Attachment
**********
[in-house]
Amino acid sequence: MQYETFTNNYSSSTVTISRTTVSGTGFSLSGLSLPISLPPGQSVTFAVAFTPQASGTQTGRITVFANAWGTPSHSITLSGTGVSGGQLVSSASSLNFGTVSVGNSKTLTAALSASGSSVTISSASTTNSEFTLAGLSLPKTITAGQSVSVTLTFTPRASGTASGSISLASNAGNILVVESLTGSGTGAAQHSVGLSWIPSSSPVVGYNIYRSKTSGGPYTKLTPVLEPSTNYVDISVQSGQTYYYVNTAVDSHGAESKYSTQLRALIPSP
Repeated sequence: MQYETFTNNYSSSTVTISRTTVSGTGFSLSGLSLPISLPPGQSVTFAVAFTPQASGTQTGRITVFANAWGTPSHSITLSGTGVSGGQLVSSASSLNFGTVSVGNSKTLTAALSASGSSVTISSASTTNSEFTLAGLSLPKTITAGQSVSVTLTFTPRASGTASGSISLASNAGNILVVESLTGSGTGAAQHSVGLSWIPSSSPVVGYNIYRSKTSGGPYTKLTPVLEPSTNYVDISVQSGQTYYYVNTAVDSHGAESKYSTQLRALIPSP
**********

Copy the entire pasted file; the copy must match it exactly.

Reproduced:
[in-house]
Amino acid sequence: MQYETFTNNYSSSTVTISRTTVSGTGFSLSGLSLPISLPPGQSVTFAVAFTPQASGTQTGRITVFANAWGTPSHSITLSGTGVSGGQLVSSASSLNFGTVSVGNSKTLTAALSASGSSVTISSASTTNSEFTLAGLSLPKTITAGQSVSVTLTFTPRASGTASGSISLASNAGNILVVESLTGSGTGAAQHSVGLSWIPSSSPVVGYNIYRSKTSGGPYTKLTPVLEPSTNYVDISVQSGQTYYYVNTAVDSHGAESKYSTQLRALIPSP
Repeated sequence: MQYETFTNNYSSSTVTISRTTVSGTGFSLSGLSLPISLPPGQSVTFAVAFTPQASGTQTGRITVFANAWGTPSHSITLSGTGVSGGQLVSSASSLNFGTVSVGNSKTLTAALSASGSSVTISSASTTNSEFTLAGLSLPKTITAGQSVSVTLTFTPRASGTASGSISLASNAGNILVVESLTGSGTGAAQHSVGLSWIPSSSPVVGYNIYRSKTSGGPYTKLTPVLEPSTNYVDISVQSGQTYYYVNTAVDSHGAESKYSTQLRALIPSP